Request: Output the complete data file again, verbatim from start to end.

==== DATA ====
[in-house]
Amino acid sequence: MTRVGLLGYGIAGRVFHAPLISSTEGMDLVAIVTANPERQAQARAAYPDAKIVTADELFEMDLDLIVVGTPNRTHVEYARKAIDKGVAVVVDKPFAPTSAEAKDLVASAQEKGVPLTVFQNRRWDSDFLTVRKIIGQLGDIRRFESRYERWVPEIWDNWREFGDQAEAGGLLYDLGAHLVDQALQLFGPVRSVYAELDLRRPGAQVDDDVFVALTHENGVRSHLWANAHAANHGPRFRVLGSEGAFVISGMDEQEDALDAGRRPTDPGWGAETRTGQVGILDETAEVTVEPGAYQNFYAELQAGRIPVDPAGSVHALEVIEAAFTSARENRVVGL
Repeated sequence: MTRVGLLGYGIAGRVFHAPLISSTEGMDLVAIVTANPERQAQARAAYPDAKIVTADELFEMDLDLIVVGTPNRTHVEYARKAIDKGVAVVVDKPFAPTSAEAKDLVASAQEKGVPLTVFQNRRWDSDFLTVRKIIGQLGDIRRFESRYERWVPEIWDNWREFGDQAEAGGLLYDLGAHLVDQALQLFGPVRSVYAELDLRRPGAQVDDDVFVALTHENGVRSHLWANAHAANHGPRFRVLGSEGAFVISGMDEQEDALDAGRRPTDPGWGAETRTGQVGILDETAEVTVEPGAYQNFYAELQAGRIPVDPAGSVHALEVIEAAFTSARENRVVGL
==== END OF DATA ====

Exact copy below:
[in-house]
Amino acid sequence: MTRVGLLGYGIAGRVFHAPLISSTEGMDLVAIVTANPERQAQARAAYPDAKIVTADELFEMDLDLIVVGTPNRTHVEYARKAIDKGVAVVVDKPFAPTSAEAKDLVASAQEKGVPLTVFQNRRWDSDFLTVRKIIGQLGDIRRFESRYERWVPEIWDNWREFGDQAEAGGLLYDLGAHLVDQALQLFGPVRSVYAELDLRRPGAQVDDDVFVALTHENGVRSHLWANAHAANHGPRFRVLGSEGAFVISGMDEQEDALDAGRRPTDPGWGAETRTGQVGILDETAEVTVEPGAYQNFYAELQAGRIPVDPAGSVHALEVIEAAFTSARENRVVGL
Repeated sequence: MTRVGLLGYGIAGRVFHAPLISSTEGMDLVAIVTANPERQAQARAAYPDAKIVTADELFEMDLDLIVVGTPNRTHVEYARKAIDKGVAVVVDKPFAPTSAEAKDLVASAQEKGVPLTVFQNRRWDSDFLTVRKIIGQLGDIRRFESRYERWVPEIWDNWREFGDQAEAGGLLYDLGAHLVDQALQLFGPVRSVYAELDLRRPGAQVDDDVFVALTHENGVRSHLWANAHAANHGPRFRVLGSEGAFVISGMDEQEDALDAGRRPTDPGWGAETRTGQVGILDETAEVTVEPGAYQNFYAELQAGRIPVDPAGSVHALEVIEAAFTSARENRVVGL